A much better way to deal with an abundance of basil in the garden than trying to dry it. This keeps at least a year in the freezer – and for months in the refrigerator. Pine nuts are traditional but usually rather expensive and sometimes a bit rancid as they have a short shelf life. I like almonds.
3 packed cups fresh basil leaves (no stems)
1 cup packed fresh parsley leaves (can substitute more basil if you prefer)
4 larges cloves fresh (peeled) garlic (not elephant garlic; it’s too mild)
¾ cup grated parmesan (or romano or asiago)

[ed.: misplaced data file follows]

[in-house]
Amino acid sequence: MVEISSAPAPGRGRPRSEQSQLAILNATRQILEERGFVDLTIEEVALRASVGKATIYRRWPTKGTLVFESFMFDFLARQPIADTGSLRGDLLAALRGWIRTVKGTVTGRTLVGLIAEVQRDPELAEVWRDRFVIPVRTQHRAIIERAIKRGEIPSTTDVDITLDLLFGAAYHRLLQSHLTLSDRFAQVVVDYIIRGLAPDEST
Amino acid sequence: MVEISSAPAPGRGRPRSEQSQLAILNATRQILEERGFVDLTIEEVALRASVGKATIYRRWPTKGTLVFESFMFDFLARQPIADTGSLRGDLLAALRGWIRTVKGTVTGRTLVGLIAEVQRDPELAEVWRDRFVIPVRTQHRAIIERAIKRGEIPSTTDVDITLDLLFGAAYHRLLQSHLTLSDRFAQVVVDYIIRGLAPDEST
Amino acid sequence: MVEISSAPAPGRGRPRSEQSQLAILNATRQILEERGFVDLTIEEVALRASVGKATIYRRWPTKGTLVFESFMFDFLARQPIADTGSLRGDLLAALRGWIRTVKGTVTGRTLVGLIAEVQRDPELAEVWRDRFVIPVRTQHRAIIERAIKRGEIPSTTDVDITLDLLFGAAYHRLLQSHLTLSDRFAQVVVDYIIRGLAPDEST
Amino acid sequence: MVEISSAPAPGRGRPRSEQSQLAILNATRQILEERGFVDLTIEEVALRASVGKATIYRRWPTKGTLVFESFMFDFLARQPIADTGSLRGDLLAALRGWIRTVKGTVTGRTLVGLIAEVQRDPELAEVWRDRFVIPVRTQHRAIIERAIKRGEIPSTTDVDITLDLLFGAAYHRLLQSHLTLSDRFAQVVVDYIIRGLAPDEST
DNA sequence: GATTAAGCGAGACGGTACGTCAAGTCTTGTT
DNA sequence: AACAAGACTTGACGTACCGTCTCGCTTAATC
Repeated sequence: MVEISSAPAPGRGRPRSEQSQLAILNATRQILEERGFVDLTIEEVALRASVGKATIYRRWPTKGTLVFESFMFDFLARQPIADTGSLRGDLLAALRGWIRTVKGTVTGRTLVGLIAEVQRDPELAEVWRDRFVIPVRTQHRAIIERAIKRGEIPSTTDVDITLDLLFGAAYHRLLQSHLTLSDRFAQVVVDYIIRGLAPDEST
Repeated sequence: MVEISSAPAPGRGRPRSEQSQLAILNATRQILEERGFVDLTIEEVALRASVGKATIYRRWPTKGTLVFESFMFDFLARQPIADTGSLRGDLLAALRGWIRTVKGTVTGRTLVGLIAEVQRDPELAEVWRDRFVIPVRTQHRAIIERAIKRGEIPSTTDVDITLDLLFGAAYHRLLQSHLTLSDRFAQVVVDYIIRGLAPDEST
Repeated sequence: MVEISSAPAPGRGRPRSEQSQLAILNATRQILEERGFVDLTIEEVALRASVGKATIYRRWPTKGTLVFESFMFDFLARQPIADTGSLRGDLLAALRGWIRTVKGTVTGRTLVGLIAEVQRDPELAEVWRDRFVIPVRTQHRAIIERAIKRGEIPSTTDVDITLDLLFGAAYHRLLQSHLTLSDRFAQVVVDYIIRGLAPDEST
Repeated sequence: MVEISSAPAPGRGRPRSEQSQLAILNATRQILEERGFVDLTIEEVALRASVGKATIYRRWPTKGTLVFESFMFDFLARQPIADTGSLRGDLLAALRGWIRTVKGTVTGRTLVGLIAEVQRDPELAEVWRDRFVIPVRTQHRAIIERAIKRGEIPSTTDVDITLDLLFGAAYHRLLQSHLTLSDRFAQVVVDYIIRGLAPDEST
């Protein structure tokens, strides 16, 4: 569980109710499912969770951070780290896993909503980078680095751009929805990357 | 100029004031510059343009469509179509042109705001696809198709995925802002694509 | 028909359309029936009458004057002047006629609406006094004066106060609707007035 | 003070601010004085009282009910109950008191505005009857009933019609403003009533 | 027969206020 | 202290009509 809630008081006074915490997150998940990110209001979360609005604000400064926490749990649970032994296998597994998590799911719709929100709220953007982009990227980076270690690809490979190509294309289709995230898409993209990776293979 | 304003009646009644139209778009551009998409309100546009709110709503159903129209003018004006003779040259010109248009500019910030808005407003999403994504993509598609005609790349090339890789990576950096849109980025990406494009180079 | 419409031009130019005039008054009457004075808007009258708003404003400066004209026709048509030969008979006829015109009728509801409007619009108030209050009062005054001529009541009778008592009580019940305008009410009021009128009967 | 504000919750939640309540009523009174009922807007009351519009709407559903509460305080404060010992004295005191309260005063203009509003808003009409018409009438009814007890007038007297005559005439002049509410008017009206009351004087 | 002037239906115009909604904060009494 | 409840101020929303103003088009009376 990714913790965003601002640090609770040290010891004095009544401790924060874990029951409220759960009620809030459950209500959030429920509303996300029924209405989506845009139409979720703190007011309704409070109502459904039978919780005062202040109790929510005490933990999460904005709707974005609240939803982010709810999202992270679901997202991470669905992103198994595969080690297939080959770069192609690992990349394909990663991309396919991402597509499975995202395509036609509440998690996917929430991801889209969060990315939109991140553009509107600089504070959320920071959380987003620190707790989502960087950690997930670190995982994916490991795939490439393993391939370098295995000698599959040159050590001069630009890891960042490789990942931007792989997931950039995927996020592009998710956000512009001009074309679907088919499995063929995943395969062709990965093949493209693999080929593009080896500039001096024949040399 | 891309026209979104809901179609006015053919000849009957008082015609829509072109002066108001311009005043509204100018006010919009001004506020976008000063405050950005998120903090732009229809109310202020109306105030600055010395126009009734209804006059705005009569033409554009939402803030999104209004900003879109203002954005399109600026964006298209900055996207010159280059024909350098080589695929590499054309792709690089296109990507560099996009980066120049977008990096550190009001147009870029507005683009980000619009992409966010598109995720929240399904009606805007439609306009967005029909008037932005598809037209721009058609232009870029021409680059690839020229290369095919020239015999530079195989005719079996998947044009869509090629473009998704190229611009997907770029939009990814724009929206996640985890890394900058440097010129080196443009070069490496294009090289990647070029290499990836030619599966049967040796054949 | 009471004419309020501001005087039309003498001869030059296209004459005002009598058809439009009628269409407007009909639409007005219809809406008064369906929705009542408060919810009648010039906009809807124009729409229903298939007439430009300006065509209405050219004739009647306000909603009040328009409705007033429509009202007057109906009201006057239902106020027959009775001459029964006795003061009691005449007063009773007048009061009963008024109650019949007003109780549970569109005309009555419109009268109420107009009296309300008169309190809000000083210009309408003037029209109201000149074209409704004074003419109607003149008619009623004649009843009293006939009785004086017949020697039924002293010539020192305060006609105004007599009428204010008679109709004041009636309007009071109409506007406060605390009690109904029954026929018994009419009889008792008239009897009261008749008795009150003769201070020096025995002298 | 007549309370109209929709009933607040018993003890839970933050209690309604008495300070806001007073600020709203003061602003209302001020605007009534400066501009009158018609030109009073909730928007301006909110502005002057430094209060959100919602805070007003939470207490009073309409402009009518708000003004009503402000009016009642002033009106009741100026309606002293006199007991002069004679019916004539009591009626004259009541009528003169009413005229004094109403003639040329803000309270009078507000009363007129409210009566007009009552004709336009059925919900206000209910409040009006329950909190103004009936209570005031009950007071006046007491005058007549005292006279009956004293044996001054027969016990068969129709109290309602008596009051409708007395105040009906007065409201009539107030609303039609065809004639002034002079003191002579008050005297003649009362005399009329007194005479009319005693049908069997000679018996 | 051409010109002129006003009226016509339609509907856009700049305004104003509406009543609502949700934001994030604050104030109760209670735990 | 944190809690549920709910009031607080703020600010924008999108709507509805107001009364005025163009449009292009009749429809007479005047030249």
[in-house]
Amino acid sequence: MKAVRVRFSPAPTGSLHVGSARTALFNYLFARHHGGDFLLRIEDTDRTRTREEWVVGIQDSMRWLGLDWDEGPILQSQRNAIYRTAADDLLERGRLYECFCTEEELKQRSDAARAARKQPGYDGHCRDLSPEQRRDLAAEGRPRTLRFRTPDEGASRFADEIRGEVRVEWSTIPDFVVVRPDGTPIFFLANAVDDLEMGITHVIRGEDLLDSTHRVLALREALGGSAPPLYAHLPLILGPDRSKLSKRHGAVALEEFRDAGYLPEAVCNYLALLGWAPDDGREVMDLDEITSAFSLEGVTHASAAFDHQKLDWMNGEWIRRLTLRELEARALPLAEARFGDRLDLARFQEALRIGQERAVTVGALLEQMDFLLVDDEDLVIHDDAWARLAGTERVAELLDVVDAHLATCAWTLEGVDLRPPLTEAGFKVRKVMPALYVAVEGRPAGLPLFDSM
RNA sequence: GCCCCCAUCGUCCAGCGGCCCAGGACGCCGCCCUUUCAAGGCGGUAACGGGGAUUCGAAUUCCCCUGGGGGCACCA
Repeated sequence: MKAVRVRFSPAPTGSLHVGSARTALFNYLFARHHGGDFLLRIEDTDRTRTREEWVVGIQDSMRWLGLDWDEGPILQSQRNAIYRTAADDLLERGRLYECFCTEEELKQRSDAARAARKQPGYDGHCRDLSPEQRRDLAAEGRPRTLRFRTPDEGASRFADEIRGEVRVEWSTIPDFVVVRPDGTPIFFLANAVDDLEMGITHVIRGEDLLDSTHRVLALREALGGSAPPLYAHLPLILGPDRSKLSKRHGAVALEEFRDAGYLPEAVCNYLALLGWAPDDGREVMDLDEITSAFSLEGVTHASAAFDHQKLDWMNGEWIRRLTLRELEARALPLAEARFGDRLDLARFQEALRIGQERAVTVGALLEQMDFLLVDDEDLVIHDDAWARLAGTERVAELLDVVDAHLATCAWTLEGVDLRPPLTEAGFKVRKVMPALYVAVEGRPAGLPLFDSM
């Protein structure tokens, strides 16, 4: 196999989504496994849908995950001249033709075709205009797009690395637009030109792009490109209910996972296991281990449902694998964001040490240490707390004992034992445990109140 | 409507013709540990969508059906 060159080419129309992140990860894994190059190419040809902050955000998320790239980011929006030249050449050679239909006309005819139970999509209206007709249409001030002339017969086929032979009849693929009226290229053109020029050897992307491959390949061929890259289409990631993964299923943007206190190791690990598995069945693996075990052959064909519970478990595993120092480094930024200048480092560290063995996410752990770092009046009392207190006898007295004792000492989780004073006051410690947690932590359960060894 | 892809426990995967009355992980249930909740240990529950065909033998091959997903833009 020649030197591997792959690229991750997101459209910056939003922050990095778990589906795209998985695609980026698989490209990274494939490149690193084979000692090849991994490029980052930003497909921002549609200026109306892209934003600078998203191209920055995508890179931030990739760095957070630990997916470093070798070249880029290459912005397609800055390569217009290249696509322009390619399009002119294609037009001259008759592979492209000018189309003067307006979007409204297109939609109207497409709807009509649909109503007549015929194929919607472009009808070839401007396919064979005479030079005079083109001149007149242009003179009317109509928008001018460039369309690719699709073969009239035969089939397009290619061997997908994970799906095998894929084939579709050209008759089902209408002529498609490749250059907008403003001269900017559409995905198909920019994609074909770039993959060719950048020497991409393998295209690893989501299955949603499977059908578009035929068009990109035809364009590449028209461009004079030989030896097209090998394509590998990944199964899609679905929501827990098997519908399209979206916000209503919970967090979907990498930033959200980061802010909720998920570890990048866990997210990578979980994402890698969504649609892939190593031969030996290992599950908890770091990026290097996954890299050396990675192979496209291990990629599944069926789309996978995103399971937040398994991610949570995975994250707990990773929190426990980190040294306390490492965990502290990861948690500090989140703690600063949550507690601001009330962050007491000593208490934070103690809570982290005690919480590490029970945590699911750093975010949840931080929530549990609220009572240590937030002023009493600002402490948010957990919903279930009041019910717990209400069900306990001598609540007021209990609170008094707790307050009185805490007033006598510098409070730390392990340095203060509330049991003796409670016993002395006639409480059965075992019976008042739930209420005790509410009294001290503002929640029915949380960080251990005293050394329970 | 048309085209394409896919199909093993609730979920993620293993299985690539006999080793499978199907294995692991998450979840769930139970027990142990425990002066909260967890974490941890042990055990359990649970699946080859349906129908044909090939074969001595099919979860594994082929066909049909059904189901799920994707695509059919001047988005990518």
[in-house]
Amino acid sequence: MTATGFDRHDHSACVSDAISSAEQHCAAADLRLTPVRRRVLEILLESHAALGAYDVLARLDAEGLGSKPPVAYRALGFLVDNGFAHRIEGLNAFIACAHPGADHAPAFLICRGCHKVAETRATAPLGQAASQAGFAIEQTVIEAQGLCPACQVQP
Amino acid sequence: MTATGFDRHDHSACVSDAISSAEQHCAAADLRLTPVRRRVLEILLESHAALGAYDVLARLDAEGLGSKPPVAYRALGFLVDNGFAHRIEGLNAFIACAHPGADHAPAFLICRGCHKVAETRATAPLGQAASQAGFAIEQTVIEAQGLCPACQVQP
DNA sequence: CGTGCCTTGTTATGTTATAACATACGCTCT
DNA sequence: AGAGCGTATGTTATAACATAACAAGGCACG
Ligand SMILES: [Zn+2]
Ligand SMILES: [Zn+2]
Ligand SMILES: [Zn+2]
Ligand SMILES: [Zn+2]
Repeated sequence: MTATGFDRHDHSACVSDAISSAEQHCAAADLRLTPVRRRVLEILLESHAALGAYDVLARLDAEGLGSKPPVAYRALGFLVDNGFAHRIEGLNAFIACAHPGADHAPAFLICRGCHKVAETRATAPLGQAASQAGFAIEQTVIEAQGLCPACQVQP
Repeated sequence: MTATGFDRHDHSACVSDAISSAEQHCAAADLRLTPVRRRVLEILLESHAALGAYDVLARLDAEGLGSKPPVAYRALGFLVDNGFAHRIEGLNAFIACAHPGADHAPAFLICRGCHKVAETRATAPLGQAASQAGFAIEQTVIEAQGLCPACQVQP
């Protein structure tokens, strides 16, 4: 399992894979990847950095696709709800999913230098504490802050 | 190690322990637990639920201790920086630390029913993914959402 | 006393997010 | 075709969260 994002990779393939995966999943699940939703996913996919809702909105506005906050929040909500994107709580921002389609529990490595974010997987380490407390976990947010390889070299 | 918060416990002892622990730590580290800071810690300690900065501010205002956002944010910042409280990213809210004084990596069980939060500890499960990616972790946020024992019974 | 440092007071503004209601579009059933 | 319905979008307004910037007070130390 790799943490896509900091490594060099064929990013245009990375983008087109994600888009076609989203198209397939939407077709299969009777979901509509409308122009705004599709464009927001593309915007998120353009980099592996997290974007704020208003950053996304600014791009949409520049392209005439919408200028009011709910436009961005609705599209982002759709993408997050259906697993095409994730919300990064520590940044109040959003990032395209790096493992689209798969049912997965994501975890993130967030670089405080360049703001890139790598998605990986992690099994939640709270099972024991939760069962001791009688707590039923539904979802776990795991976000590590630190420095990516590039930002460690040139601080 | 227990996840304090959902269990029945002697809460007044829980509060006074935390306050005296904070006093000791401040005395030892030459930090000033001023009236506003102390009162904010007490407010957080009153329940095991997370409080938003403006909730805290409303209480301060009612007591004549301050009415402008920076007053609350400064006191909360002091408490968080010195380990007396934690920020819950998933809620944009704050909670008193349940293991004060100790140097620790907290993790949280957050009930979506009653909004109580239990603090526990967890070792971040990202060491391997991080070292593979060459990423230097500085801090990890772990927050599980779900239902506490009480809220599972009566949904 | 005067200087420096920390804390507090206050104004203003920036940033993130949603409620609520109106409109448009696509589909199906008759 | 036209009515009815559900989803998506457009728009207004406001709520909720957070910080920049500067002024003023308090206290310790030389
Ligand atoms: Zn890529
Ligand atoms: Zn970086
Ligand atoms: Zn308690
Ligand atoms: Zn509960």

½ c. pine nuts, walnuts, raw, unblanched almonds, or hulled sunflower seeds (or any combination thereof
salt to taste, or none at all
¾ c. olive oil (extra-virgin, if you want to be really fancy, but any pure olive oil will do just fine)
Put all ingredients into a blender or a food processor. The food processor will quickly produce a smooth paste – the blender will require a little coaxing and stopping and starting and rearranging the contents with a spatula before the paste is achieved.
In fact, dealing with vast quantities of fresh basil every summer is what finally convinced me I needed a food processor.
Put finished pesto in half pint jelly jars and store in the freezer.
Add a can or two of clams and maybe a bit of chopped garlic and top with more Parmesan and you've got some nice white clam spaghetti -- an easy meal after all that slaving over a hot food processor. I served sauteed squash, onions and snow peas on the side.